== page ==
Secularists are not necessarily anti-Christmas, but the radicals in their ranks are. At the top of the list is FFRF. Its tactics are twofold: If religious Christmas symbols and events cannot be banned, secular symbols and events must compete with them. Consider the following.
For many years, the northern Michigan town of Menominee has displayed a nativity scene on public property. It was taken down this year after a complaint by FFRF. Chicago’s Daley Square has long been host to a life-size nativity scene, and in recent years that spot has been shared with a display by FFRF: it is celebrating seasonal climate changes (the change from autumn to winter means a lot to these people); it is also saluting freedom from religion. Both the religious and the secular displays are now up.
FFRF reflexively chooses censorship over competition. It feels at home with censorial tactics because that is what it is good at (it is now threatening the city of St. Bernard, Ohio with a lawsuit over its crèche). But when that fails, faux competition is its default position. For example, the local Chicago chapter of FFRF explains its dummy secular display by saying “the holidays should be all-inclusive.” But they are not.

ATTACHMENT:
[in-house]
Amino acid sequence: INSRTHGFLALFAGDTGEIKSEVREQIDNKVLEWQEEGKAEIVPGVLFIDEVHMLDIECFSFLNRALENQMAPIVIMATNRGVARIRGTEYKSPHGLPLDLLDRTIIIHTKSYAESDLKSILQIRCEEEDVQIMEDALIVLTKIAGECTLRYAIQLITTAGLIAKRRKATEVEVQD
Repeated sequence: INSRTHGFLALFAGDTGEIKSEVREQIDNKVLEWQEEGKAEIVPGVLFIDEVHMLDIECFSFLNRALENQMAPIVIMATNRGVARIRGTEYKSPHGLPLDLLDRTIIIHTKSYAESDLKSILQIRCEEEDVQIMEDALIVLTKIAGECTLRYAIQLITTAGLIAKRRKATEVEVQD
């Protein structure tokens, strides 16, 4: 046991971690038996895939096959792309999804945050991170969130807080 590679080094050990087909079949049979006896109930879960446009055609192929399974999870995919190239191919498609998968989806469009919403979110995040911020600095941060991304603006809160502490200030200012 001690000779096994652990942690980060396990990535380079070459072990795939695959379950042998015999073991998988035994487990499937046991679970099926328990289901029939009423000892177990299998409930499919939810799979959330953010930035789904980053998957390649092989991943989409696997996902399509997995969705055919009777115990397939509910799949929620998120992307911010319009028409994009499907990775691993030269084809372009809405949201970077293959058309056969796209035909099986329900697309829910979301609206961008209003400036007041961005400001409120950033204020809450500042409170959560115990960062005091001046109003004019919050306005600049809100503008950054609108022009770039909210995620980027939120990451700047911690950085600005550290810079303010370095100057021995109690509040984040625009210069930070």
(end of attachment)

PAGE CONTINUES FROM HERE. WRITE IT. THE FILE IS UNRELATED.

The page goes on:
With the exception of national holidays, such as the 4th of July and Thanksgiving, most holidays are properly exclusionary in nature.
Martin Luther King Day celebrates the contributions of this American civil rights leader. No one else is celebrated on his holiday; to do so would be to neuter his heroics. Similarly, Veteran’s Day excludes all non-veterans from its celebrations. If everyone were included, it would negate the honors that veterans deserve.
To those who still don’t get it (they are largely post-graduates), try this thought experiment. What makes our birthdays special? Still need help? One of the wonderful things about our birthdays is that they exclude most of the world from celebrating with us. We get the gifts—everyone else gets nothing.
Three cheers for exclusion!
Try educating FFRF: [email protected]